An Introduction to Bitcoin
by Frank Buss (firstname.lastname@example.org)
Bitcoin is a digital peer-to-peer currency, created in 2009 by Satoshi Nakamoto. Or, as Dan Kaminsky phrased it in a good Wired article: "Bitcoin's a dollar bill, with a teleporter built in."1 Payments are made to addresses, a 33-letter length public key. You can send money from Address A to Address B, if you know the corresponding private key of Address A.
Compared to paper money, it has many similar features. First, you really own your Bitcoins, like money in a wallet. The standard Bitcoin-Qt client program has a virtual wallet, which you can backup to a thumb drive or upload to some Internet server (the wallet can be encrypted with a passphrase). A wallet is a set of addresses, with the associated private keys.
There is no central authority who can stop you from spending or receiving money like we've seen for bank accounts in the Cyprus crisis. And, like paper money, Bitcoin transactions are non-reversible. If you buy a hot dog, usually you can't return it and get your money back. The same is true for Bitcoin. If you transfer Bitcoins to someone, you can't get them back (unless the receiver sends it back to you). This is different from PayPal or banks, who can chargeback money. As with real money, this has its pros and cons.
But there are also some differences compared to paper money. All Bitcoin transactions are known to all nodes of the Bitcoin P2P network. So there is no anonymous coin. Nevertheless, it is pseudo-anonymous, because common practice is to use a new address for any Bitcoin transaction. So, if Bob wants to send money to Alice, Alice should create a new address for him. When the money is sent to this address, the transaction is distributed in the network, but nobody knows who owns this address nor the reason for the transaction. A Big Brother needs to monitor all links between addresses and people to reveal the identity, like all email traffic, HTTPS shopping sites, currency exchange sites, etc. But for even more privacy, there are Bitcoin mixing services.2
Another important difference is the limited amount of Bitcoins. In the year 2140, all 21 million Bitcoins will be mined. Until then, there is a steady stream of new Bitcoins - currently 25 Bitcoins every ten minutes, created by the miners. The network and protocol guarantees that no more Bitcoins can be mined. This is like gold, which can't be printed by the government for free, but needs to be mined. And Bitcoin is based on cryptographic proofs. You don't have to trust someone like you have to for fiat money.
How to Use Bitcoin
First, you need a way to manage your wallet. You can use a software, smartphone, or web wallet.3 One of the first clients, and still widely used, is the Bitcoin-Qt software. It is easy to use and available for Windows, Mac, and Linux. With a software wallet on your PC, you don't have to trust a company like with web wallets or, for example, Apple, who could delete your web wallet program from your iPhone. Once you have a wallet manager, you can create an address and receive money. Services like Mt. Gox or bitcoin.de helps to find people who want to sell or buy Bitcoins. Another way to trade Bitcoins - more in the spirit of Bitcoin - but not as easy to use, is #bitcoin-otc on Freenode, where you can have a nice chat, too.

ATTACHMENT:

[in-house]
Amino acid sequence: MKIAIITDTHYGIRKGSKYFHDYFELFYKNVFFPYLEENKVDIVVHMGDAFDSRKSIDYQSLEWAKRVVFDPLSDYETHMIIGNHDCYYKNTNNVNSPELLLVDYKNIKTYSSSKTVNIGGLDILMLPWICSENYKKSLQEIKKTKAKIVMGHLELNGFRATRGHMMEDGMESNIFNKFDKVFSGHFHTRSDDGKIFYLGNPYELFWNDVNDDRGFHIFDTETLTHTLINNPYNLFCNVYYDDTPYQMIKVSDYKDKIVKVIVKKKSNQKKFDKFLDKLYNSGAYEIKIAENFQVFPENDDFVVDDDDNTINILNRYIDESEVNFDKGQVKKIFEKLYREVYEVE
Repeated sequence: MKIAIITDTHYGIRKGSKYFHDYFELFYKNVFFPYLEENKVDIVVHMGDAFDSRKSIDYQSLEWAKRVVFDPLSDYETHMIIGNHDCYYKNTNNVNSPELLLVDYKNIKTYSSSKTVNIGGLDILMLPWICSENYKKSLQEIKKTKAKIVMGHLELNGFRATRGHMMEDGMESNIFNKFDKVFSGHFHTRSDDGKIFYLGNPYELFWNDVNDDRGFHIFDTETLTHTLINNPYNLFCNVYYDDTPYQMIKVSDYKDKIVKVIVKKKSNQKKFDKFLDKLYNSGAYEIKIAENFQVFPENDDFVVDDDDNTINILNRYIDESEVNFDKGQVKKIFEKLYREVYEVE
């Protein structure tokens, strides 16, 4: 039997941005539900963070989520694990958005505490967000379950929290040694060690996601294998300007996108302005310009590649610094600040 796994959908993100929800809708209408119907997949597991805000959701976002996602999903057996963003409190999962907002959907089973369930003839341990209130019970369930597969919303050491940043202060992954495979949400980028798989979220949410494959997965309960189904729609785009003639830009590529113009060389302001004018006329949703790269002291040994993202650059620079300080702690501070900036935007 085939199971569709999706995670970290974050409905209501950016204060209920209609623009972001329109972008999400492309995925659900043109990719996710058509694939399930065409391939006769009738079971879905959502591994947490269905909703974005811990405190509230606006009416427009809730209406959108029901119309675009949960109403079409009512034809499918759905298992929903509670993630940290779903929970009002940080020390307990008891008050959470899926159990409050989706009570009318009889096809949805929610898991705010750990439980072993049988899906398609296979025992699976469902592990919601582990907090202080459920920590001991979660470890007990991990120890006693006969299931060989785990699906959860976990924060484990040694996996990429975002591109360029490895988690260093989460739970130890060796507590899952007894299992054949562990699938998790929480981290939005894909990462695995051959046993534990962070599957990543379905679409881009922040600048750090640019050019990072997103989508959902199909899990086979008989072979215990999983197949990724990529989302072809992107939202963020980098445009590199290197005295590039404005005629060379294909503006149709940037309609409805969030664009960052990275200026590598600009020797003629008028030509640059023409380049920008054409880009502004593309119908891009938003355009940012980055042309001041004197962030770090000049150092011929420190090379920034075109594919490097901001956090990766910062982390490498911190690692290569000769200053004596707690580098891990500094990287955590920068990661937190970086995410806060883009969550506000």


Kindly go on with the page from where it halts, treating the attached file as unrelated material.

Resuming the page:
Once you have Bitcoins in your wallet, you can buy services with it, like a WordPress account or premium Reddit services. Or you can provide services for Bitcoin. No one can stop the payments, like Visa did for WikiLeaks when the U.S. government asked for it. If you transfer money, the transaction has to be integrated in the next block and verified by at least six other clients, which needs some time, usually at least the block issue time of ten minutes. You can speed it up if you add some fee to the transaction. The miners who create new blocks get the fees and the higher the fee, the faster your transaction will be processed. I've set the fee to 0.001 BTC per transaction in the settings of Bitcoin-Qt and usually I get six confirmations within half an hour.
The same website provides another interesting concept: brain wallets. As noted before, you create your own Bitcoin addresses to receive money. The private key is a long sequence of gibberish characters nobody can remember. A brain wallet is a passphrase, which is converted with hashing algorithms to this address. So you just need to remember a passphrase and then the website creates the public and private key for you (again, you should use it offline). Send your money to the public address and, with the private key, you can send it again to another address, once you need it. This is useful for long term storage. But you should be careful with the passphrase: Everyone who can guess it can steal your money. And even more scary: Someone could create a rainbow table of all sentences of Wikipedia and, as soon as a new transaction in the Bitcoin network is generated, a table lookup can give a thief your private key immediately. So use a long passphrase, easy to remember, but not written somewhere on the Internet or in some book before, maybe with grammar or spelling errors, or names, dates, special punctuation, etc.
I've created a brain wallet with this passphrase: "Frank test for 2600" (without quotations). This is a gift for the reader of this article, whoever is first. Importing a private key in Bitcoin-Qt is possible with a command line interface, and more easily with a wallet,4 or with the more advanced, but still experimental, client Armory.5
But keep in mind: Bitcoin is the first P2P currency and still a big experiment. Never invest more in Bitcoin than what you can afford to lose. If someone detects a major flaw in the protocol or the cryptography concepts, all your money could get lost.